Joe Goldberg (Penn Badgley) is back again having got away with killing his previous girlfriend (in season 1) who he met through his unique stalking abilities. The current batch of episodes depicts the book store manager in Los Angeles having found his new love interest in a yuppie store called Anavarin. Anavarin is the epitome of hipsterhood. They sell celery juice and gluten-free food and have an in-house book store that has a vegan authors section. Everyone is an aspiring actor or filmmaker and leads the healthy yogic way of life. Joe has changed his name to Will Bettleheim and has also mended his ways to win Love Quinn’s heart who is an aspiring chef and co-owner of Anavarin.
If you thought the name Love was quirky, her twin brother’s Forty might leave you in splits. But the names reek of California’s bohemian spirit so it works. Unlike the first season, Will aka Joe tries really hard not to stalk or follow Love. In fact, he maintains his distance as much as possible and it is Love who tries hard to please him. They end up together of course with Will creating a ‘throuple’ to maintain his relationship with both the twins.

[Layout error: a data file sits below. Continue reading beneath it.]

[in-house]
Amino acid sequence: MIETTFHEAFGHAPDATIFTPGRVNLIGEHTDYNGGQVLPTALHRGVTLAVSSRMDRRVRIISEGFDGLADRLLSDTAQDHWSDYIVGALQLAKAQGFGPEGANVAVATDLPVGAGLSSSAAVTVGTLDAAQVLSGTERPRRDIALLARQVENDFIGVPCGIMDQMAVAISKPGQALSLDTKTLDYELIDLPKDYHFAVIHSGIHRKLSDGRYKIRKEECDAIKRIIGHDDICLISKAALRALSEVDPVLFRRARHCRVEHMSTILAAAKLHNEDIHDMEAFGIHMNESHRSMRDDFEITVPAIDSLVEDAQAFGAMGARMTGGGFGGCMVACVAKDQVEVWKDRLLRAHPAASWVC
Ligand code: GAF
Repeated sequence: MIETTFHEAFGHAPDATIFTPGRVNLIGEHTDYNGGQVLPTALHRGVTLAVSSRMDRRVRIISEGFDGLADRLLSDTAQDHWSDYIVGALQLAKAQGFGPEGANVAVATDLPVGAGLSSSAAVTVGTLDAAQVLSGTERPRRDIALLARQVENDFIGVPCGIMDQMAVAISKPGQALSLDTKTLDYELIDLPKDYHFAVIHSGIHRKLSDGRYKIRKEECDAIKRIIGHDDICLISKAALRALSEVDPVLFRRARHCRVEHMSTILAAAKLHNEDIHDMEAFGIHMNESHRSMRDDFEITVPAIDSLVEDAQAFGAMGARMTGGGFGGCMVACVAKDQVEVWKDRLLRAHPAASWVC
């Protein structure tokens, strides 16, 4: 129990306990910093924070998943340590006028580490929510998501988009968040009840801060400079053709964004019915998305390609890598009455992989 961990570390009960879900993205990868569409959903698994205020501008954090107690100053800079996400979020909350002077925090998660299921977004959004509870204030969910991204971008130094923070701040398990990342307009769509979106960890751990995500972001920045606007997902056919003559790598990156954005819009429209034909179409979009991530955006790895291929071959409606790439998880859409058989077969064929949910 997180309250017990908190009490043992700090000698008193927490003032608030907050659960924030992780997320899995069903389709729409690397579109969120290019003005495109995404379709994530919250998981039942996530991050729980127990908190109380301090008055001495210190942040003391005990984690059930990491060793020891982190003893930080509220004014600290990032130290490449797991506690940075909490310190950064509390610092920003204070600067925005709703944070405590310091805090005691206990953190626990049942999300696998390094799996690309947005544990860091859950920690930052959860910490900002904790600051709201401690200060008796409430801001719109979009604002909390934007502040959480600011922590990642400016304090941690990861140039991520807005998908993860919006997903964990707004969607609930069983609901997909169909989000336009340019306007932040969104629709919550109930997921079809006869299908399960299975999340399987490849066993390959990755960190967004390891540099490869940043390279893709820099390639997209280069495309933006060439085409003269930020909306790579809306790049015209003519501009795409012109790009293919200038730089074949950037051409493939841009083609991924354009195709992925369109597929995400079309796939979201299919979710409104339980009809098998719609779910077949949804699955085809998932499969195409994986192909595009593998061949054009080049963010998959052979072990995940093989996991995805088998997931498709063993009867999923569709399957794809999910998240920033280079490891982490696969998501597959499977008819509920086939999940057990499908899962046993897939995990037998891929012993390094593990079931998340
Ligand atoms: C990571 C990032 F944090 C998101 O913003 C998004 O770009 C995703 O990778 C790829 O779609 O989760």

We also see Will’s kind side where he tries to save his teenage neighbour from being assaulted by a celebrity. But the stalker in him knows only one way to help—through stealth and violence. He ends up killing the celebrity and posthumously a series of other people. What began as a clean slate ends up blood-splattered. There’s only one way out of this: to flee. But before he can make a run, Will realises his girlfriend is just like him. She has secrets of her own and gets a bitter taste of his medicine in the most Kafka-esque way possible.
The second season is inspired from a book called Hidden Bodies by Caroline Kepnes and does a fine job in showing us that there are many layers to being a stalker. One would think killing and committing heinous crimes are all that stalkers are capable of but season two adds more complexity to the protagonist’s behaviour. It also gives us a back story helping us understand what might have caused Joe to become a criminal despite possessing streaks of kindness.
With Love Quinn’s own issues and mental health problems, the show doesn’t fall for the trope that only men are evil and capable of predatory behaviour. But the lack of diversity in the show is palpable. While it’s definitely intriguing to watch white women become victims of crimes of passion, after a point it becomes an eyesore. Perhaps season three would solve that issue.
YOU (SEASON 2)
Cast: Penn Badgley, Victoria Pedretti, Jenna Ortega, James Scully, Ambyr Childers